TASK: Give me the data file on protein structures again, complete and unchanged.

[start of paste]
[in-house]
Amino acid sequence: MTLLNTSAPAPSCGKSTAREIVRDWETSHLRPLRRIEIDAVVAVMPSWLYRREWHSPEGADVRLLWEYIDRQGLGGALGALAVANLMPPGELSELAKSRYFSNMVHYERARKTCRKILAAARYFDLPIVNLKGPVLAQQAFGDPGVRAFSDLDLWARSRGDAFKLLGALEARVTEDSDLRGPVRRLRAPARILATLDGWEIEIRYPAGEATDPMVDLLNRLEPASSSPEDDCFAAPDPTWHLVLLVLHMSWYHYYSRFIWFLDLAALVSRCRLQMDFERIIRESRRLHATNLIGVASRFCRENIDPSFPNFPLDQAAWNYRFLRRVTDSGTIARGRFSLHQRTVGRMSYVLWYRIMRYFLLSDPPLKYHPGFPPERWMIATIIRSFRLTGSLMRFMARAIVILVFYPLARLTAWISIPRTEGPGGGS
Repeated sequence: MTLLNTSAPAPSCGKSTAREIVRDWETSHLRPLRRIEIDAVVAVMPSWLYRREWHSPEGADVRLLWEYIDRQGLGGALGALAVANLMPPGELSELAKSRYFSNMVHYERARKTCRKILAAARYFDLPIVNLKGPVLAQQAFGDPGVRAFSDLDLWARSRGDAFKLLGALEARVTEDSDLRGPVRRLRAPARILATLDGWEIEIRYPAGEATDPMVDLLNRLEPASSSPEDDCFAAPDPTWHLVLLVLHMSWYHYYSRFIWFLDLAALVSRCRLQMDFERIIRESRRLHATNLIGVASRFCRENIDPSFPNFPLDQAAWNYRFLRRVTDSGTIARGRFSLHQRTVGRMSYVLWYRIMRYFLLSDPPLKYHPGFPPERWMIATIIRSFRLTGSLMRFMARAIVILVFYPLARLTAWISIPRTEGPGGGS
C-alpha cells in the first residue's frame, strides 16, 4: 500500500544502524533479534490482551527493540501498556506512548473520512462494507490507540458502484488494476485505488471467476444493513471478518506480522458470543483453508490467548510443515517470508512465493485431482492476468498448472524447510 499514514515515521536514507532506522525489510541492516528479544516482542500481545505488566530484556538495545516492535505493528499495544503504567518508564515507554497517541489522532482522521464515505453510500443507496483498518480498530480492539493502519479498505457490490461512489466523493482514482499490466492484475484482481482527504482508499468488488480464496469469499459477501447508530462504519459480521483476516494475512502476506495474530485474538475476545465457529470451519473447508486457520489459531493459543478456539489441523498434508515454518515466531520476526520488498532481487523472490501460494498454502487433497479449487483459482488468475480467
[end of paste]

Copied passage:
[in-house]
Amino acid sequence: MTLLNTSAPAPSCGKSTAREIVRDWETSHLRPLRRIEIDAVVAVMPSWLYRREWHSPEGADVRLLWEYIDRQGLGGALGALAVANLMPPGELSELAKSRYFSNMVHYERARKTCRKILAAARYFDLPIVNLKGPVLAQQAFGDPGVRAFSDLDLWARSRGDAFKLLGALEARVTEDSDLRGPVRRLRAPARILATLDGWEIEIRYPAGEATDPMVDLLNRLEPASSSPEDDCFAAPDPTWHLVLLVLHMSWYHYYSRFIWFLDLAALVSRCRLQMDFERIIRESRRLHATNLIGVASRFCRENIDPSFPNFPLDQAAWNYRFLRRVTDSGTIARGRFSLHQRTVGRMSYVLWYRIMRYFLLSDPPLKYHPGFPPERWMIATIIRSFRLTGSLMRFMARAIVILVFYPLARLTAWISIPRTEGPGGGS
Repeated sequence: MTLLNTSAPAPSCGKSTAREIVRDWETSHLRPLRRIEIDAVVAVMPSWLYRREWHSPEGADVRLLWEYIDRQGLGGALGALAVANLMPPGELSELAKSRYFSNMVHYERARKTCRKILAAARYFDLPIVNLKGPVLAQQAFGDPGVRAFSDLDLWARSRGDAFKLLGALEARVTEDSDLRGPVRRLRAPARILATLDGWEIEIRYPAGEATDPMVDLLNRLEPASSSPEDDCFAAPDPTWHLVLLVLHMSWYHYYSRFIWFLDLAALVSRCRLQMDFERIIRESRRLHATNLIGVASRFCRENIDPSFPNFPLDQAAWNYRFLRRVTDSGTIARGRFSLHQRTVGRMSYVLWYRIMRYFLLSDPPLKYHPGFPPERWMIATIIRSFRLTGSLMRFMARAIVILVFYPLARLTAWISIPRTEGPGGGS
C-alpha cells in the first residue's frame, strides 16, 4: 500500500544502524533479534490482551527493540501498556506512548473520512462494507490507540458502484488494476485505488471467476444493513471478518506480522458470543483453508490467548510443515517470508512465493485431482492476468498448472524447510 499514514515515521536514507532506522525489510541492516528479544516482542500481545505488566530484556538495545516492535505493528499495544503504567518508564515507554497517541489522532482522521464515505453510500443507496483498518480498530480492539493502519479498505457490490461512489466523493482514482499490466492484475484482481482527504482508499468488488480464496469469499459477501447508530462504519459480521483476516494475512502476506495474530485474538475476545465457529470451519473447508486457520489459531493459543478456539489441523498434508515454518515466531520476526520488498532481487523472490501460494498454502487433497479449487483459482488468475480467